Here is an excerpt from The Knockoff Economy: How Imitation Sparks Innovation, which has just been published by Oxford University Press. Next week, we'll be taking questions from Freakonomics readers in a Q&A. We’ll also run a contest for the wackiest photo of a knockoff item.
THE KNOCKOFF ECONOMY
The traditional justification for trademark law, which protects brands, has little to do with innovation. Instead, trademark law’s justification is that brands help consumers identify the source of products, and thereby buy the item they want--and not an imitation. And yet brands—like Apple, or J. Crew--play an important and often unappreciated creativity-inducing role in several of the industries we explore in The Knockoff Economy.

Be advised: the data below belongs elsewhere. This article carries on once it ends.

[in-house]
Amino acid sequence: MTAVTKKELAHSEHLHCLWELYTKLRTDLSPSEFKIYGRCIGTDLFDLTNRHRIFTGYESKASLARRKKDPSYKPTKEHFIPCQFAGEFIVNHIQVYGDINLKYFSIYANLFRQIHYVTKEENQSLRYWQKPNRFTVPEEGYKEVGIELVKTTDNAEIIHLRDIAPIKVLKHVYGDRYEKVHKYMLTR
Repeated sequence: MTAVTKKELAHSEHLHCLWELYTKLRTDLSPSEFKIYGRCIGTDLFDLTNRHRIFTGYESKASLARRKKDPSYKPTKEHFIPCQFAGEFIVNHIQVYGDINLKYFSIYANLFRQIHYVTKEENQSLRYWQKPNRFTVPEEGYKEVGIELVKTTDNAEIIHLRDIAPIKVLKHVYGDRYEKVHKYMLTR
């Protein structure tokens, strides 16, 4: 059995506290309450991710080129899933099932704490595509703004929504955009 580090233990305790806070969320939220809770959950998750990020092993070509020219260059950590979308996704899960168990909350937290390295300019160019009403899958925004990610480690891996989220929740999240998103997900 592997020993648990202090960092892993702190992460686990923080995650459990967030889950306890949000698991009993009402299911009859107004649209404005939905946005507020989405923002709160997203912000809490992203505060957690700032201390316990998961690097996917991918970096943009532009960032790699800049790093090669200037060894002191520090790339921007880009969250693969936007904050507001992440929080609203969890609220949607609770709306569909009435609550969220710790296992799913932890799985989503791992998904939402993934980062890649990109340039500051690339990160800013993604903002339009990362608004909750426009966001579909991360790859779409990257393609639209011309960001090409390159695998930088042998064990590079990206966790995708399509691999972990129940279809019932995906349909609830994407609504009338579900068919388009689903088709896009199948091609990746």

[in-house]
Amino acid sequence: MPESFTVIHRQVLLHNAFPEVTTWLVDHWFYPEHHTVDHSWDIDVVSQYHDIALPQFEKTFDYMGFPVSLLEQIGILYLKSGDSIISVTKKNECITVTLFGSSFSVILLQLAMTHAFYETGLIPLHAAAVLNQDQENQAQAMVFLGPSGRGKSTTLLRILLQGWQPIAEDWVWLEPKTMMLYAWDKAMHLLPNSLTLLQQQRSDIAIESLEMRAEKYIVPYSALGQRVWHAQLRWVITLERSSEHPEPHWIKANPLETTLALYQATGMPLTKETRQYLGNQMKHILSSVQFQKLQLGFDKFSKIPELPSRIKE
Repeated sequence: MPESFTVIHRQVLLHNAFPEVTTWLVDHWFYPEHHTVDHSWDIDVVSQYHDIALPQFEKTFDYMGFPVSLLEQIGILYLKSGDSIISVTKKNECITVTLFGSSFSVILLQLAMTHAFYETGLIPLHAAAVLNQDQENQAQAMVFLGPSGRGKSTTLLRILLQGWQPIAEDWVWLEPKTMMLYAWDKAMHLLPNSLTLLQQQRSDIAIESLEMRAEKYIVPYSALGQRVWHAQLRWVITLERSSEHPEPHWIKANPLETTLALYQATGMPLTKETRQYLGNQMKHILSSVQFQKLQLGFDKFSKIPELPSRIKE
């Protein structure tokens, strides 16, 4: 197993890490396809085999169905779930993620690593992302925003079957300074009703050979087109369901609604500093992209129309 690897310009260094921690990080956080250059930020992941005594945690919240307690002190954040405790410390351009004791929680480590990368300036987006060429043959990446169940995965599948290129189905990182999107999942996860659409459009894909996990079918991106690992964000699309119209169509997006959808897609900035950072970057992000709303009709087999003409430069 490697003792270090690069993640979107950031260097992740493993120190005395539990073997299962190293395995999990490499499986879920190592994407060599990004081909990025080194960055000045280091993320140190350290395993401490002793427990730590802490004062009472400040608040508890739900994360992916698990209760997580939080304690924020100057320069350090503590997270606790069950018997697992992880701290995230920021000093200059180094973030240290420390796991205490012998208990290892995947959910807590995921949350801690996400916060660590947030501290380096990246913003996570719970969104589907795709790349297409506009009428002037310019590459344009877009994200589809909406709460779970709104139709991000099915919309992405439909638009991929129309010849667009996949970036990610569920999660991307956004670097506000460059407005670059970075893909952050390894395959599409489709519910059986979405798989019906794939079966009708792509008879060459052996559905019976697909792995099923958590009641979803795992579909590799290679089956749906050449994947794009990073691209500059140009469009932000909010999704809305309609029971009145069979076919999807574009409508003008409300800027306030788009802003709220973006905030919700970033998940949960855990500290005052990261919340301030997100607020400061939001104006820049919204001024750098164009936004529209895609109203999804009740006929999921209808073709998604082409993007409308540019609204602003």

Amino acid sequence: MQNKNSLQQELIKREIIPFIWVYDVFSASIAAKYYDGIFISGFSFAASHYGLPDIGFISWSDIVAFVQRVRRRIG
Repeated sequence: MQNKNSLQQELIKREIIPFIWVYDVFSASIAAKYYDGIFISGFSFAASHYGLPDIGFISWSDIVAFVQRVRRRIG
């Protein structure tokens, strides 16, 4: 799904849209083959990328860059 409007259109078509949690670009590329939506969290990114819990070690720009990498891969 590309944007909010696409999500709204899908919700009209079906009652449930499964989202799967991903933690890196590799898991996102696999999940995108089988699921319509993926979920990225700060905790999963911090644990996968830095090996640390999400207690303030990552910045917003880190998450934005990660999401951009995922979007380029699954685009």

Put in economic terms, trademarks reduce the search costs associated with consumption. If you’ve had a positive experience with basketball shoes from Adidas, then marking them with the trademark-protected three-stripes helps ensure that you can quickly find their shoes the next time you are shopping. And of course it also lets everyone else know which shoes you prefer.